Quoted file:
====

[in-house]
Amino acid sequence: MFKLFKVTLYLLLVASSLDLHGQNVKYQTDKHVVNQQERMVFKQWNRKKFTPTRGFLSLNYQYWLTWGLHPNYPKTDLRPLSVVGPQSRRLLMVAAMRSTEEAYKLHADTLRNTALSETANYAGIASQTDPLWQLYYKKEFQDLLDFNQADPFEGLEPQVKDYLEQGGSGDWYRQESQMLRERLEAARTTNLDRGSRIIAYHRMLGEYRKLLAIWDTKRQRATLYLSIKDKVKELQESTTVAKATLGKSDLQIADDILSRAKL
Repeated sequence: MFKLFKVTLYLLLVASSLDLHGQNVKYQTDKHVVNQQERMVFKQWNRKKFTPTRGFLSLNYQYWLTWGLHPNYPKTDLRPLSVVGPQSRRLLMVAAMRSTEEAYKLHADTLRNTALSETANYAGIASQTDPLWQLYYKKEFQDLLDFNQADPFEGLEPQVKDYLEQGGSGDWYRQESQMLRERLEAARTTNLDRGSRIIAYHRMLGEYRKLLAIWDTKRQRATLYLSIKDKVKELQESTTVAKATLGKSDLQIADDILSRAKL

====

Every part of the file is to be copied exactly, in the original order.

[in-house]
Amino acid sequence: MFKLFKVTLYLLLVASSLDLHGQNVKYQTDKHVVNQQERMVFKQWNRKKFTPTRGFLSLNYQYWLTWGLHPNYPKTDLRPLSVVGPQSRRLLMVAAMRSTEEAYKLHADTLRNTALSETANYAGIASQTDPLWQLYYKKEFQDLLDFNQADPFEGLEPQVKDYLEQGGSGDWYRQESQMLRERLEAARTTNLDRGSRIIAYHRMLGEYRKLLAIWDTKRQRATLYLSIKDKVKELQESTTVAKATLGKSDLQIADDILSRAKL
Repeated sequence: MFKLFKVTLYLLLVASSLDLHGQNVKYQTDKHVVNQQERMVFKQWNRKKFTPTRGFLSLNYQYWLTWGLHPNYPKTDLRPLSVVGPQSRRLLMVAAMRSTEEAYKLHADTLRNTALSETANYAGIASQTDPLWQLYYKKEFQDLLDFNQADPFEGLEPQVKDYLEQGGSGDWYRQESQMLRERLEAARTTNLDRGSRIIAYHRMLGEYRKLLAIWDTKRQRATLYLSIKDKVKELQESTTVAKATLGKSDLQIADDILSRAKL